10 Secret Places in the Ancient Mayan Cities That Tourists Haven’t Seen
The Maya left behind a lot of secrets that are still hidden in their grandiose constructions and encrypted in hundreds of hieroglyphs. Not all structures have been carefully studied. Every year, archeologists and researchers use the most advanced technologies to uncover the mysteries hidden behind the walls of temple complexes, buried in the depth of sacred cenotes and caves.
Bright Side carefully studied all the modern data about the Maya civilization and revealed the secrets of centuries-old ruins that tour guides never show to ordinary tourists.
1. Temple of Kukulkan, Chichen Itza
This is what the pyramid looked like when it was first photographed back in 1880 — almost completely hidden in the jungle. Kukulkan has 9 platforms and 4 stairs with a total of 365 steps, which is equal to the number of days of the year.
During the autumn equinox and the vernal equinox, after 5 PM, one could see a crawling shadow of a snake on the pyramid’s balustrade. In March, it’s moving upwards, in September — downwards. The illusion goes on for almost 3 hours and attracts thousands of tourists who come here to see such a unique event.
Another mystery of the Maya is hidden inside the pyramid. If you remove the upper layer of stones, you’ll see another pyramid of a smaller size and even a third smaller one inside of the second pyramid; it has a secret room in it.
Only recently, researchers used the magnetospheric exploration of the soil and found an underground lake 65 ft below the pyramid of Kukulkan. It might be one of the Maya sacred cenotes. Archaeologists believe that the water might loosen the ground resulting in the destruction of the pyramid in the near future.
The whole pyramid serves as some kind of a resonator. When people go up its stairs, on the inside, one could hear sounds similar to the calls of the sacred bird Quetzal. The bird lived in the local forests and was sacred among the Maya. In 2006, a tourist fell off the stairs; after the accident, the pyramid was closed to the public. Today, you can only look at it from the distance.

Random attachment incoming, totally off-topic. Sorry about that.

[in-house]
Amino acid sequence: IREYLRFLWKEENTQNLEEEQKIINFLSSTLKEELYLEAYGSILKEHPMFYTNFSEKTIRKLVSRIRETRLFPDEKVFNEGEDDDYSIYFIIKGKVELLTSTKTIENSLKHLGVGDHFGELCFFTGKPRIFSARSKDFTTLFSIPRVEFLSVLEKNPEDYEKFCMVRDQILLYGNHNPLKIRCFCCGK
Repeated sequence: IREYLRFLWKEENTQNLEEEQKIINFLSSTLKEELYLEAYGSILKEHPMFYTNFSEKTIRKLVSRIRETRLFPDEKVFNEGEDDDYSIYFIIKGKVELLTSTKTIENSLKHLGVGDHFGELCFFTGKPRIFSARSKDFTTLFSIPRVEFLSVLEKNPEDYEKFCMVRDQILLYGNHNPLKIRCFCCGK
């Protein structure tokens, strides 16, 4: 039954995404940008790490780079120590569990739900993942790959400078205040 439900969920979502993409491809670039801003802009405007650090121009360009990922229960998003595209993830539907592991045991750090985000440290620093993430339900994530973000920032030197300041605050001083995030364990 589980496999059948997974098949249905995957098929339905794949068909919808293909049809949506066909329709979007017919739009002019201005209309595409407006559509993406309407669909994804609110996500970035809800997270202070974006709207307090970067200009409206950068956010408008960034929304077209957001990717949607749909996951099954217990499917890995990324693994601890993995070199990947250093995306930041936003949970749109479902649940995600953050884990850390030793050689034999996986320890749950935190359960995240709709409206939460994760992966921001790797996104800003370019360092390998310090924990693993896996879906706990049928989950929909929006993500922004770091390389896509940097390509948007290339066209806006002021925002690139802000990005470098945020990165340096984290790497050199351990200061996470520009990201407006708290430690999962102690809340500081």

2. The Balancanché caves
This place isn’t usually included in the classic tourist route along Chichen Itza, but its mysterious atmosphere is mesmerizing. The Balancanché caves are situated 1.8 miles from the Maya temple complex. The name translates to “the cave of the sacred jaguar throne” where the Maya performed religious rituals more than 3,000 years ago.
In 1959, local guide José Humberto Gómez found a sealed entrance in one of the cave passages. A sacred sanctuary with “the jaguar throne” along with many ancient artifacts was located in it.
One of the most famous rooms in the cave complex is the room of Mayan World Tree or Mayan Tree of Life. The 3D model shows the whole cave with a limestone column in the center. It symbolizes Mayan World Tree — a so-called axis that connects the heavens and the underworld.
3. Cenote Ik Kil
On the way back from Chichen Itza, tourist buses usually stop by the sacred Mayan cenote Ik Kil. The Maya used this cenote as a place for sacrificial rituals.
At the depth of 130 ft, archeologists found human skeletons, bones, and ancient Mayan jewelry. Today you can see dozens of swimming tourists here.
4. Coba pyramids